Culture:

The inhabited area of the village can be divided in two parts, in one part famers and other upper caste families live while the other part is accommodated by families belonging to lower castes and social groups. During festive season, the men of the community flock to nearby villages, singing songs of yore and narrating stories door to door, the people listen to them with great interest and in return give them money and other commodities as gifts. Some families even invite them to their ceremonial celebrations, where Ranidongri men perform all through the night. This is how they support their families. While women of the community weave baskets which are then sold in nearby villages and cities.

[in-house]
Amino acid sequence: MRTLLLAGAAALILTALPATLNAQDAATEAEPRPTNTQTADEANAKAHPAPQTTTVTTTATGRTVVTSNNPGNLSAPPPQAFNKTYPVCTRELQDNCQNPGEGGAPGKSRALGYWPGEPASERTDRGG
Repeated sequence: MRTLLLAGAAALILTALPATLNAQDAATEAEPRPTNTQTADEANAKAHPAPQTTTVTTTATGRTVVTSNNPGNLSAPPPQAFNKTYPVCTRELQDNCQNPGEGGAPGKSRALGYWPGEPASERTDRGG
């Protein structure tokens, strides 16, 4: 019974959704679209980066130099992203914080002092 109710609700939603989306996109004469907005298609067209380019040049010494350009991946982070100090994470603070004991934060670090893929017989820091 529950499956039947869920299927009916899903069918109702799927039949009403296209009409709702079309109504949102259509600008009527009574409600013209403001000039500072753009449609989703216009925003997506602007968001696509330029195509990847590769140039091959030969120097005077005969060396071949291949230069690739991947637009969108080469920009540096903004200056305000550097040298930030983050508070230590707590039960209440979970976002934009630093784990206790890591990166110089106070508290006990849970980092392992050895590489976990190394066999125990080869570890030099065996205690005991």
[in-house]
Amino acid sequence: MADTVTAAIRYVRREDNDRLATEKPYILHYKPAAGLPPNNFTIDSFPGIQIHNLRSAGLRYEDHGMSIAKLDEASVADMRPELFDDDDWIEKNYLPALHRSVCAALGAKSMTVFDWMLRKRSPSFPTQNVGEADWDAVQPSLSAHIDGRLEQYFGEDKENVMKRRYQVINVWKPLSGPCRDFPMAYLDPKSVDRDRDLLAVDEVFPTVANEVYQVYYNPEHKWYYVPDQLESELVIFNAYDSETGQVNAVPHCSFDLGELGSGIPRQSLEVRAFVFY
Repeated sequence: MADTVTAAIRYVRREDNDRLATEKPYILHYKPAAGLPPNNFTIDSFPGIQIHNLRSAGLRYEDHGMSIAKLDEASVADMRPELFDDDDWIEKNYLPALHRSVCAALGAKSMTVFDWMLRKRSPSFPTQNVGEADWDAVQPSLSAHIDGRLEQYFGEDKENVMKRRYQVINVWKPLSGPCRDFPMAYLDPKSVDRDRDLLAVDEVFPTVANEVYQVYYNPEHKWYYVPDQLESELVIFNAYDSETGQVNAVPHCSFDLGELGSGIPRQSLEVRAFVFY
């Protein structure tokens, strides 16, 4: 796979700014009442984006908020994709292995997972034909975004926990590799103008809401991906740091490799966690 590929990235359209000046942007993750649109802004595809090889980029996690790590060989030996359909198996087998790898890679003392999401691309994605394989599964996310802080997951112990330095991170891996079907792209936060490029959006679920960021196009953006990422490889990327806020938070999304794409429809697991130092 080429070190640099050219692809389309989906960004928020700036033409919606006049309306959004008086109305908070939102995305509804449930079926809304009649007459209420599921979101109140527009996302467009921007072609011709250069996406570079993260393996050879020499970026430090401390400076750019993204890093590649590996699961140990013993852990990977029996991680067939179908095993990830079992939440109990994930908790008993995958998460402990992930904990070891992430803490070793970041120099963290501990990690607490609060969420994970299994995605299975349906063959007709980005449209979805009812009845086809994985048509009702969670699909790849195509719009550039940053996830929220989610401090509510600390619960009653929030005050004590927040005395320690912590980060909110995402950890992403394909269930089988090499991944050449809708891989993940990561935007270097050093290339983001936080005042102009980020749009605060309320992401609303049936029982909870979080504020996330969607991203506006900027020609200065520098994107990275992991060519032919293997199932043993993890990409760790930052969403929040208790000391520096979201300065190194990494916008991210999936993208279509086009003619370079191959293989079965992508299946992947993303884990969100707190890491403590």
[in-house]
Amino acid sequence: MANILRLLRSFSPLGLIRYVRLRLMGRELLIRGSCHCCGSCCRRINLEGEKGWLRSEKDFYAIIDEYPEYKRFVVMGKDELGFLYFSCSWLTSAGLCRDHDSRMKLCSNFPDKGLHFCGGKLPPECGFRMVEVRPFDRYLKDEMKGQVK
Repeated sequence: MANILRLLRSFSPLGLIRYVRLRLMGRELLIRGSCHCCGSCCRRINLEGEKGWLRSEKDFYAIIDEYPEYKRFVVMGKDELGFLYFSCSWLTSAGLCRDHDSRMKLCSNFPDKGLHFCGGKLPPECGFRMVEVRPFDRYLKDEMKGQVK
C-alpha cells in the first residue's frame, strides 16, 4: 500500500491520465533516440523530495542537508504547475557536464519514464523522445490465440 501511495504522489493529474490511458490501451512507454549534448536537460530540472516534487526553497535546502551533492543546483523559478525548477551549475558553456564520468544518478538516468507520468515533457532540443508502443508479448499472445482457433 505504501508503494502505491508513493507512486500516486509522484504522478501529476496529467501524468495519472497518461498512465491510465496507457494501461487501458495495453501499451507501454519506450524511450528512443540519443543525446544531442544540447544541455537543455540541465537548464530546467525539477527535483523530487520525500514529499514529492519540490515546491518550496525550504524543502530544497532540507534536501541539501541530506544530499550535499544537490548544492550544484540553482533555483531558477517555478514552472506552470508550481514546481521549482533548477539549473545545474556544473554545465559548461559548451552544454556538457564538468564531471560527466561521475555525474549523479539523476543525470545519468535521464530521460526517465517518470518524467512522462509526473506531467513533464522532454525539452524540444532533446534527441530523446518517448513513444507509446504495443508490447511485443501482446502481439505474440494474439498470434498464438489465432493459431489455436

People:

Majority of population is engaged in agricultural activities. Sing song stories of great men and women from our history and mythology are taken to many surrounding districts by the men of this village, seeking for their livelihood while the women continue weaving in the compound. Men wear Dhotis and Bandi (vest) or Kurta and a waist jacket. Women wear Sarees in typical Marathi style. These days however a major population of the youth has taken up dressing in T-shirts and pants.

Famous For:



Craftsmen

List of craftsmen.

Documentation by:

Team Gaatha

Process Reference:

Visit and interview people at Ranidogri

Cluster Reference: